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Insulate Britain renews roadblock campaign in central London

·3-min read

Watch: Insulate Britain renews roadblock campaign in central London

Insulate Britain has targeted Canary Wharf as it renews its roadblock campaign after a pause.

Demonstrators from the environmental group obstructed the Limehouse Causeway at the junction with the A1206 at 8.20am on Monday.

Other protesters targeted Bishopsgate and Upper Thames Street.

A total of 61 of activists sat in the road carrying Insulate Britain banners, and some glued themselves to the road surface.

Members of the public argued with demonstrators as police detained them and dragged them out of the road.

The group posted on its website at 8.30am, coinciding with the start of the demonstrations, with the message: “We won’t stand by while the Government kills our kids.”

In a statement, activist Liam Norton branded the Government “treasonous”, claiming it has “betrayed” citizens and is leading the country on a path to “genocide”.

He said: “We know that the public is frustrated and annoyed at the disruption we have caused.

“They should know that one way or another this country will have to stop emitting carbon. We can do that now in an orderly, planned way, insulating homes and preventing thousands of deaths from fuel poverty, or we can wait until millions have lost their homes and are fighting for water or starving to death.”

Insulate Britain protests
Police remove an Insulate Britain protester (Victoria Jones/PA)

Protester Tony Hill, who claimed to be a former police officer, soldier and councillor, and said he had travelled from near Kendal in Cumbria to join the protest in Bishopsgate, said Insulate Britain’s call to insulate all UK homes is a “no brainer”.

The 71-year-old said: “I’m here today out of anger, fear and determination. The anger that my Government is failing the people of our country. The governments of the world are failing everyone. Everyone says we’re at the 11th hour but we’re at midnight and nothing substantial is being done by our Government and governments across the world.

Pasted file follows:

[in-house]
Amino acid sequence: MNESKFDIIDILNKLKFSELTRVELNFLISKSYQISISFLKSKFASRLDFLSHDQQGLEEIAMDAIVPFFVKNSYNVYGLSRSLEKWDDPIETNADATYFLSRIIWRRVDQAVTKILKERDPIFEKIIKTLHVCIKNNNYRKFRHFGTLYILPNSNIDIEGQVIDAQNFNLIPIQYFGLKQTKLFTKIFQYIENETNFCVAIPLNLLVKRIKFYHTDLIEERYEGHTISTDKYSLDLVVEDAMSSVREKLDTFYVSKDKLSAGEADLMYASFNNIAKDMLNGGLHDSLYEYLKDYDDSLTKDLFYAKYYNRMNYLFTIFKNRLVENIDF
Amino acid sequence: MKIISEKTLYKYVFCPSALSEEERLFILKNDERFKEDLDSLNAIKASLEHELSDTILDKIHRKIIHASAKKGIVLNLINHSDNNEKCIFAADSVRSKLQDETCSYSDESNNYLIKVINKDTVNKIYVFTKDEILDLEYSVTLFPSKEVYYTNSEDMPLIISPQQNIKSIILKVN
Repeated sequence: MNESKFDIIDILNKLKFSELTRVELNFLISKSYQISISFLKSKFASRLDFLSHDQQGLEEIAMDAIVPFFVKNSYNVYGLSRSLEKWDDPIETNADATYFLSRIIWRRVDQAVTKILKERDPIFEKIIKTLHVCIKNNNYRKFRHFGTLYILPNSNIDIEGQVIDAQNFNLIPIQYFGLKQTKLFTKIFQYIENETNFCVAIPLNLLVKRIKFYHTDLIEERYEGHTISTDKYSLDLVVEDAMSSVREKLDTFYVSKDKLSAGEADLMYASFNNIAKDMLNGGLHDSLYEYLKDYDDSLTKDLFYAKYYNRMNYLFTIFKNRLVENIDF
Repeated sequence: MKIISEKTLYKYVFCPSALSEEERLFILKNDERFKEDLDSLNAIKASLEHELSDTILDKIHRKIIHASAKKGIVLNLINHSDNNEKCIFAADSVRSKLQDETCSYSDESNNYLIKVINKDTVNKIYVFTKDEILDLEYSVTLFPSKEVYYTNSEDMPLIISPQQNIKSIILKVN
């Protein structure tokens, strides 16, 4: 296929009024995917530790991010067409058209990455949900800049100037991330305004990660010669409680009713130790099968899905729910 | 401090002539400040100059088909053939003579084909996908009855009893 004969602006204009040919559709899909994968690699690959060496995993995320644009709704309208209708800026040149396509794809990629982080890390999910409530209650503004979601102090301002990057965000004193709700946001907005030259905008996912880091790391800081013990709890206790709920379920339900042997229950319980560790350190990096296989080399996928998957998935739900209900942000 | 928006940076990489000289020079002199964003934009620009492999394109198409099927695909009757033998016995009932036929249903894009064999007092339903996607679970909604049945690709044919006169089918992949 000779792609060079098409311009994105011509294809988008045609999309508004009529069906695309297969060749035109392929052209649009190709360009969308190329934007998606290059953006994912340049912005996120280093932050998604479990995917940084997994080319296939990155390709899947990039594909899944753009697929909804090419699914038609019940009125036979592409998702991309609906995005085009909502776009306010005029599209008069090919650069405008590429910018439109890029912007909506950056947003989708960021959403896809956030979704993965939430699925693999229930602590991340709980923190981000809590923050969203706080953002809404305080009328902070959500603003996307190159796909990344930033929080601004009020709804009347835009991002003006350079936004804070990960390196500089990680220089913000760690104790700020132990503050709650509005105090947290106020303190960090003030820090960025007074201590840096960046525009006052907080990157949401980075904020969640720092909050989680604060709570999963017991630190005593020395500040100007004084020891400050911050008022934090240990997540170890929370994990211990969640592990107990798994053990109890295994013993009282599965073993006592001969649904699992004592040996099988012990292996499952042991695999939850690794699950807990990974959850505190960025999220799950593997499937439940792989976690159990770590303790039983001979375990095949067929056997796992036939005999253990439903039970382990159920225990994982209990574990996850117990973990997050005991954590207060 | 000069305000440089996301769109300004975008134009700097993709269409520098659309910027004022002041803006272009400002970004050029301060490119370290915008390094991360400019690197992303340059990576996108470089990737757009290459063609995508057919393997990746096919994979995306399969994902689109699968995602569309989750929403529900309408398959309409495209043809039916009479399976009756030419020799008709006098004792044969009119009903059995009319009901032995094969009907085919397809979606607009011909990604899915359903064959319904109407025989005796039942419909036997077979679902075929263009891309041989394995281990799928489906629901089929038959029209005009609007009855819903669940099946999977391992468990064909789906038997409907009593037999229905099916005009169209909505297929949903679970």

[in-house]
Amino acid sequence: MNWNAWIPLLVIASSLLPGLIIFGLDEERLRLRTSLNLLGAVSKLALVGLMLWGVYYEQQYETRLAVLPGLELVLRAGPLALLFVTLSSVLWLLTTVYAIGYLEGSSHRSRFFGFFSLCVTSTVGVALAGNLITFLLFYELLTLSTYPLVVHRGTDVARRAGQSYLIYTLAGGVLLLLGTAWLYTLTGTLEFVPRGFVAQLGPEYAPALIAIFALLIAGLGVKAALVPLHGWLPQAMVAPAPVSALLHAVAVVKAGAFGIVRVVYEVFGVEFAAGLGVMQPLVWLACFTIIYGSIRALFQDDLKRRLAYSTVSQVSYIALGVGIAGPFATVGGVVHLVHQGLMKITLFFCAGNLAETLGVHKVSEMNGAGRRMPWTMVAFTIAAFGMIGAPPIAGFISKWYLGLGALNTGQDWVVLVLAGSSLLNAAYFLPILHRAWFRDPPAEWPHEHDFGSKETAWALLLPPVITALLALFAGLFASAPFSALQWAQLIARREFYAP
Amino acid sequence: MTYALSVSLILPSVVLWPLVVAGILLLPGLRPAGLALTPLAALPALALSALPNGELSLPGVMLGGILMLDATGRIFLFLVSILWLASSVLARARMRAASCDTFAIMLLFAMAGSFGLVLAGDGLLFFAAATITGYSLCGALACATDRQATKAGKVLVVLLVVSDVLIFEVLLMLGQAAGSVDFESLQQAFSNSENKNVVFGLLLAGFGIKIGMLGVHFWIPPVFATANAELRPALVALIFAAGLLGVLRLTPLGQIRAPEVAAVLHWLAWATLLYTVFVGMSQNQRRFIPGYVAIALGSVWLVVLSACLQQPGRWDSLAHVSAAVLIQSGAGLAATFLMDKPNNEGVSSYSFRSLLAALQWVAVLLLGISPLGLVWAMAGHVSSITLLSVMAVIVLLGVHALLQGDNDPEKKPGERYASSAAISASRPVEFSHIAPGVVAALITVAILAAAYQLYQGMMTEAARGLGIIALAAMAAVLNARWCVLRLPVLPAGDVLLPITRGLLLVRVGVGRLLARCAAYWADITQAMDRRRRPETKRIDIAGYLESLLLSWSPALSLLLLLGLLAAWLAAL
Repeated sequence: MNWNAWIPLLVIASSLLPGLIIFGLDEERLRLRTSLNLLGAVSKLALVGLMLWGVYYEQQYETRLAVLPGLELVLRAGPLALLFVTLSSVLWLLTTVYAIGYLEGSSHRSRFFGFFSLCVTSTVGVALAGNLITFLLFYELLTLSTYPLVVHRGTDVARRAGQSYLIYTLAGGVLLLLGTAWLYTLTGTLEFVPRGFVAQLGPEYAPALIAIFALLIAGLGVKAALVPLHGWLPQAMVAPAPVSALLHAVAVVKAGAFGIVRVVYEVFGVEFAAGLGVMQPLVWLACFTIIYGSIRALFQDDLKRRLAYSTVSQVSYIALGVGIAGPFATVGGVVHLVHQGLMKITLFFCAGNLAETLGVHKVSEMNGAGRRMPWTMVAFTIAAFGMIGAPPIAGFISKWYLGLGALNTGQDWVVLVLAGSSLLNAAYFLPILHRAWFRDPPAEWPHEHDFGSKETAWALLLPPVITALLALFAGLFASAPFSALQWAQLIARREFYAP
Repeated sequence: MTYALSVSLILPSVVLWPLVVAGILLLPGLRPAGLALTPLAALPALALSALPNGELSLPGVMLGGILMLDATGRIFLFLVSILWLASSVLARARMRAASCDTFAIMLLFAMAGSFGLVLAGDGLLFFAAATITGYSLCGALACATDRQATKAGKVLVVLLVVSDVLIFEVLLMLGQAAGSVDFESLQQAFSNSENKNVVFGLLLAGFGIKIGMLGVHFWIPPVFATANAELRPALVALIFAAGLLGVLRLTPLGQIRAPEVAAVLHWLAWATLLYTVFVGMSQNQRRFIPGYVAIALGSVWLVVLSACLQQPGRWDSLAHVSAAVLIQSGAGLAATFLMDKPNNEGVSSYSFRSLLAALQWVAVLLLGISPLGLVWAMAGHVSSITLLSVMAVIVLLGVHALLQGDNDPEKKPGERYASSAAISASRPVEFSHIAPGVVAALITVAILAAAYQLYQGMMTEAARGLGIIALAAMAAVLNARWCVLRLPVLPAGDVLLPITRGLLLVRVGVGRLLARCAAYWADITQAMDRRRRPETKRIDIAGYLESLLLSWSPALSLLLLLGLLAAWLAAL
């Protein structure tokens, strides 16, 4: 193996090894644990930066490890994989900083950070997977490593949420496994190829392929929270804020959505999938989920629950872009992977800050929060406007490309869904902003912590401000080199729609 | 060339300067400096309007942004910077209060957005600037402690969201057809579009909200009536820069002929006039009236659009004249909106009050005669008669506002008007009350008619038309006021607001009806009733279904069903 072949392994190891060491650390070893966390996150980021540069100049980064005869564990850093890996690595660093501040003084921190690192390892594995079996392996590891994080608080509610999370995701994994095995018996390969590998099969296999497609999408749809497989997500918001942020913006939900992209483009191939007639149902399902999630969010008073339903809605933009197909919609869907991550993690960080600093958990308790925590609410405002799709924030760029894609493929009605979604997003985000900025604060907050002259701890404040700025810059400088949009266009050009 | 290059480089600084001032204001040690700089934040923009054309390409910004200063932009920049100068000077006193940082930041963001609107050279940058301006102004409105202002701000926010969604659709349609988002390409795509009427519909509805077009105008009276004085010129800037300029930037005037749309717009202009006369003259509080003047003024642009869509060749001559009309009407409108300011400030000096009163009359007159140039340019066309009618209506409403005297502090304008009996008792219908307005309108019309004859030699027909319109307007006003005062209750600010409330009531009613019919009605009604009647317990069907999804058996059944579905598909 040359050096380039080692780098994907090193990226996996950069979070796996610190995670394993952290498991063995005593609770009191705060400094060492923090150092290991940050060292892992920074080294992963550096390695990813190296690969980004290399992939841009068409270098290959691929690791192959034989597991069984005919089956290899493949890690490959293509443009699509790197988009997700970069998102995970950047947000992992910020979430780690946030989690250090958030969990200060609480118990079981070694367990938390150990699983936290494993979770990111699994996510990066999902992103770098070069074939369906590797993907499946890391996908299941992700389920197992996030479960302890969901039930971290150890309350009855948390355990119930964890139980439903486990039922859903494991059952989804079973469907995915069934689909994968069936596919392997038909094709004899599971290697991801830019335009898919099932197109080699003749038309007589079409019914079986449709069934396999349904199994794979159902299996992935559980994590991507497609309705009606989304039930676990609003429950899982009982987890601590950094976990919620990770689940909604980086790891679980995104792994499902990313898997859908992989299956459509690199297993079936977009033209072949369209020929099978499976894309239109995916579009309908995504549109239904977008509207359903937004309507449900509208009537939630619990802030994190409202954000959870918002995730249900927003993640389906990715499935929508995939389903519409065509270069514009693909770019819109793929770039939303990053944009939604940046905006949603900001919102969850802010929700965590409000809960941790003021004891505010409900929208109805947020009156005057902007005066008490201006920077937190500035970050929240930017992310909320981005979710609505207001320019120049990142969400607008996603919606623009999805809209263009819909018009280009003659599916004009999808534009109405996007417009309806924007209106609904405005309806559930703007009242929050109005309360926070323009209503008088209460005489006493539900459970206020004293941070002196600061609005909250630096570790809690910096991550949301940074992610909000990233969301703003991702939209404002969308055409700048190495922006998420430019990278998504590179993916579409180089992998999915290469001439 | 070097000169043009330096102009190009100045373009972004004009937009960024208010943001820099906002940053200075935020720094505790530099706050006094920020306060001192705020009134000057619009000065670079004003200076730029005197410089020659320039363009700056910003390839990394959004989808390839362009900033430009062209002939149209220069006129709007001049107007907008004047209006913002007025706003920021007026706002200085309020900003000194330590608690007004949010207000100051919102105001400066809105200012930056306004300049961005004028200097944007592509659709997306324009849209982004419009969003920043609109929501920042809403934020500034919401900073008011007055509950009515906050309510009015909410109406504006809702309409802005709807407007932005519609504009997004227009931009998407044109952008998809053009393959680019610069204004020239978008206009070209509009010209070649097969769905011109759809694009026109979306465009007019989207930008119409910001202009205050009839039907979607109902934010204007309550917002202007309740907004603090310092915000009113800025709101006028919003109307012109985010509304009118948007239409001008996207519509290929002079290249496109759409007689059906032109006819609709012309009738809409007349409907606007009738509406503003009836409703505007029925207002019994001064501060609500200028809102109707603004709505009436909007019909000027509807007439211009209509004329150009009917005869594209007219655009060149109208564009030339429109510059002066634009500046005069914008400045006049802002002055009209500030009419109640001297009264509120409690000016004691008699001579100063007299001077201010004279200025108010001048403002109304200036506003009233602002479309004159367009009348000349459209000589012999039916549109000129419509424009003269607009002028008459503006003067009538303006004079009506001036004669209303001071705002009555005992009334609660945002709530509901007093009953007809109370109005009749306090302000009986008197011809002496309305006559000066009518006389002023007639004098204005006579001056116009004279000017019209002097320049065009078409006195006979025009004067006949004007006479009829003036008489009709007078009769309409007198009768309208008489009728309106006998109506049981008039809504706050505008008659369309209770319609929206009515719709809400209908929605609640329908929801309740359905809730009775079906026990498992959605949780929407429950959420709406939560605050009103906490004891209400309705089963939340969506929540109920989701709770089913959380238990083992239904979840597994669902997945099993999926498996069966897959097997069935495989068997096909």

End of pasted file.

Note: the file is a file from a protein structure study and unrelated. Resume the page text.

“We’re saying insulate as many buildings as we can. It’s a no brainer. It’s something we can all do, it’s a solution.

“We’ve got the money; all we need is the willpower from our Government to do it. It will save money, create jobs, save lives and save the planet.

“Why aren’t they doing it?”

Insulate Britain protests
Members of the public watch as protesters from Insulate Britain cause a roadblock in Bishopsgate (Sophie Corcoran/PA)

Members of the public heckled protesters blocking the road at the junction of Bishopsgate and Camomile Street in central London.

One man, who shouted as he walked by, said: “We all have jobs to go to.”

Another walked up to the protesters, looked down and said: “What are you doing in the middle of the road? I can’t get to work.”

Insulate Britain, an offshoot of Extinction Rebellion, wants the Government to insulate all UK homes by 2030 to cut carbon emissions.

Insulate Britain protests
Metropolitan Police officers work to release a woman who has glued herself to the carriageway in Bishopsgate (Sophie Corcoran/PA)

It blocked roads on 14 days over the five weeks to October 14, with activists often gluing their hands to the carriageway to increase the length of time it took for police to remove them.

Hundreds of arrests were made, with some people detained several times.

The campaign continues despite injunctions leaving protesters facing court summons and possible imprisonment or an unlimited fine.

Watch: UK climate protesters restart traffic-blocking tactics

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